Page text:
Despite Corona and the home office trend – the office is not going out

Whatever the trend towards the home office, the office will not disappear for the moment of everyday work. German companies are still a bit hesitant when it comes to leasing new space, but so far there has been no large-scale office abandonment. Economists, brokers and real estate experts expect Corona to revolutionize the world of work with more home offices, but they see a swansong for the office as premature.

About a year and a half ago, millions of employees moved to the home office almost overnight due to the corona pandemic, and an ever-growing majority of employees are now back in the business. . In July, only a good quarter worked from home, at least part of the time, estimated the Ifo Institute in Munich. Economists attribute this not only to the end of the home office requirement for businesses, which trade associations have vehemently opposed. “People are increasingly looking for personal contact in the office,” said Jean-Victor Alipour, scientist at Ifo.

Employees in service occupations still work more than average within their walls – but the trend is down here too. In industry, commerce and construction, where home offices are only possible to a limited extent, do-it-yourselfers are only a small minority.

The fact that companies have not written off offices also shows the resilience of office markets – despite the economic slump of the pandemic. While leading broker Jones Lang LaSalle (JLL) saw rentals drop by more than a third in Germany’s seven largest cities in crisis year 2020, there was no major drop. since then. In the first half of the year, JLL recorded take-up of 1.31 million square meters with stable prime rents, down just one percent from the same period a year earlier.

Even if the pre-crisis level has not yet been reached: “The market quickly caught up,” explains Stephan Leimbach, office leasing manager at JLL Germany. Thanks to state aid, there were no large-scale bankruptcies and the labor market was also robust. Either way, most leases last for years. For the second half of the year, JLL expects rentals to pick up and in 2021 an increase of 5% compared to the previous year. Competitors like Colliers and BNP Paribas Real Estate also expect better deals.

Office buildings located in prime locations are also very popular with investors. The alliance with the Bavarian Supply Chamber bought the office tower “T1” in the banking district of Frankfurt for the record sum of 1.4 billion euros. Four years before the opening, two-thirds of the space was let to tenants in the banking and consulting sector.

Companies are tempted to save money by using less office space, but some bosses like their employees to be in the office. “If there was a legal right to work from home, I would definitely need 50% more people, because efficiency would suffer,” Wolfgang Grupp, director of textile manufacturer Trigema, told Spiegel recently.

Amid the pandemic, many companies are still working on what the new world of work might look like. A pattern emerges in discussions with customers, said expert JLL Leimbach. “Most businesses can imagine working from home for one to two days and people should come to the office for three to four days. “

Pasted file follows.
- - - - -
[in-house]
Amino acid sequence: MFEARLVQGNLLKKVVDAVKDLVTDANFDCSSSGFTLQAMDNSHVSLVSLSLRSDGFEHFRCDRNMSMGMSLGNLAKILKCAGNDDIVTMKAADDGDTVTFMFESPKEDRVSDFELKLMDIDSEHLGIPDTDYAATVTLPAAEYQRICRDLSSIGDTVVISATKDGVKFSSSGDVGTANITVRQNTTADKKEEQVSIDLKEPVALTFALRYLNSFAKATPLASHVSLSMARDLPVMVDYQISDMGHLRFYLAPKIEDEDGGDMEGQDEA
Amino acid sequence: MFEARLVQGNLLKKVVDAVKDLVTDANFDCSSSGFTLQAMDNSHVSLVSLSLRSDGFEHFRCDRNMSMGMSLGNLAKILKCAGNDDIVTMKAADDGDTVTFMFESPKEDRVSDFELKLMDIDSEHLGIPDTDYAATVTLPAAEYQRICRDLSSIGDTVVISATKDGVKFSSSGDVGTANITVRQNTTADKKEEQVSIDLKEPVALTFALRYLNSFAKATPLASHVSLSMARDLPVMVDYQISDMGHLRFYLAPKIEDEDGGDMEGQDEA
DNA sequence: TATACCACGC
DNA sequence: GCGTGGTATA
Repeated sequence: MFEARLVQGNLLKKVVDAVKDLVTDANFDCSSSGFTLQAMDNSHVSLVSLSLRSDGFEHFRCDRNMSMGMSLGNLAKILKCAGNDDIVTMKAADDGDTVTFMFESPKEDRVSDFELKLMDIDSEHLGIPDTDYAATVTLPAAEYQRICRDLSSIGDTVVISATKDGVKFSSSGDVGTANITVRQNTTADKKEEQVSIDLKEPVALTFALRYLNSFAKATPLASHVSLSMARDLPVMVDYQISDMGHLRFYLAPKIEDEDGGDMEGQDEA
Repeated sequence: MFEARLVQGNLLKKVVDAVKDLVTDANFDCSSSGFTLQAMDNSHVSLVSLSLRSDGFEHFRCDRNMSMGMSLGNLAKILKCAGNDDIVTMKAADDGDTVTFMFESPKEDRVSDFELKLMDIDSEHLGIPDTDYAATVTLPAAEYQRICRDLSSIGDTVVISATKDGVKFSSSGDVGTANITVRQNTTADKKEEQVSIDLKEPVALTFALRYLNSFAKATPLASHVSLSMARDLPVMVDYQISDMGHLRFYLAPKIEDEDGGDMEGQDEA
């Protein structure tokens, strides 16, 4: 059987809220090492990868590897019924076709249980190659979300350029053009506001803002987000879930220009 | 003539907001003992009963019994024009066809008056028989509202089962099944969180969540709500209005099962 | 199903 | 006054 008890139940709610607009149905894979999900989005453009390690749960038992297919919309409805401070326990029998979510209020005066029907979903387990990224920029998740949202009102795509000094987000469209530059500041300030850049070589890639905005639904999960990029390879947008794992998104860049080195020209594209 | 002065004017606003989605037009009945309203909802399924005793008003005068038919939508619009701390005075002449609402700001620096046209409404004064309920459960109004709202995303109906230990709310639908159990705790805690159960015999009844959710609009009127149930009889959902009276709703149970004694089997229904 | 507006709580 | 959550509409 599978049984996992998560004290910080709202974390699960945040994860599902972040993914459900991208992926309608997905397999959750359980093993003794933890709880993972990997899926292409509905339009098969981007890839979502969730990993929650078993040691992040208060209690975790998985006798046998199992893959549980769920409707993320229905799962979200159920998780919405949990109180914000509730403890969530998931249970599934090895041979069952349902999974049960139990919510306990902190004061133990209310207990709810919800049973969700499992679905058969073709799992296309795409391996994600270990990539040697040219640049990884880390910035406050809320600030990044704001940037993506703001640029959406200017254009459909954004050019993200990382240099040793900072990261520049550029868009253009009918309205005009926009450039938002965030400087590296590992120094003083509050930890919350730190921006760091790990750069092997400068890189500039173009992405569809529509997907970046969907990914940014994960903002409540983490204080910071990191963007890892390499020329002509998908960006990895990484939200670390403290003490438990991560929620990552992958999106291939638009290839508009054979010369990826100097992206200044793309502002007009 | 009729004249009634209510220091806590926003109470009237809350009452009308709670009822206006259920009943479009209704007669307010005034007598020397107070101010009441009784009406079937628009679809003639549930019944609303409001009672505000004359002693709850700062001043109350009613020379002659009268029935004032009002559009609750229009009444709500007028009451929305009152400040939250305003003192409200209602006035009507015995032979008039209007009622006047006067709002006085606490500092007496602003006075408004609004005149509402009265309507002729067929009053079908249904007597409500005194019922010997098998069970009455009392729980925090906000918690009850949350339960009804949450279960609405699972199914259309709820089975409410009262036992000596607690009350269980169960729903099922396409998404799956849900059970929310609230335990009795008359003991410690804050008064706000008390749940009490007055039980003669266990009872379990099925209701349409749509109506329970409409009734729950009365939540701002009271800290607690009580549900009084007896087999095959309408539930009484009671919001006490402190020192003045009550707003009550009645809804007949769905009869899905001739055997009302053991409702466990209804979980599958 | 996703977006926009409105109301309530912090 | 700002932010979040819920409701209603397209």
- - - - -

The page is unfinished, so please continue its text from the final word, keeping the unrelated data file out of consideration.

The approaches of many companies are going in this direction. At Porsche, for example, employees will be able to work on the go for up to twelve days per month if they are not currently working in areas such as production. At Siemens, all employees around the world should be able to work on the move two to three days a week on average. Deutsche Bahn wants to make mobile working possible “where existing work demands permit”, and Bosch and Coca-Cola are also relying on a mix of office and home office.

The software publisher SAP goes further. “While the job doesn’t necessarily need to be in a certain location, employees are free to choose their location,” said Cawa Younosi, HR manager for Germany. In general, the home office is gaining more ground in the information industry than in industry, shows a study from the ZEW research center in Mannheim.

Businesses not only want their employees to come to the office every now and then, the demand comes from the staff as well. “A lot of young people like to go into the company because they often live in small apartments, are single and are looking for company,” explains Leimbach. In companies, there is great uncertainty about the new world of work. “A lot of people are waiting to see what the competition will do and who will be the first to jump.”

For some companies, after months of telecommuting, the first thing to do is to get back to normal functioning before trying flexible models, explains Michael Voigtländer, real estate expert at the Institut der deutschen Wirtschaft (IW). The move towards the home office can no longer be stopped, as flexible working models are also a good argument for recruiting skilled workers. But the implementation is not that simple. “40% less office space doesn’t mean 40% less space.”

In practice, flexible models such as divided desks have their drawbacks. Voigtländer refers to studies according to which most employees would like to work from home on Wednesdays and Fridays. “There are a lot of arrangements to be made as to who can come to the office and when. “

The trend is for more distance between offices and more spaces for communication, explains Leimbach of JLL. “We see our own private office with a fixed location and a name tag on the door of the retreat. From a technical point of view, shared offices are not a problem. It’s more a matter of culture moving to a place that recently had family photos of colleagues. “For many, it’s like they’re sitting in someone else’s living room.”


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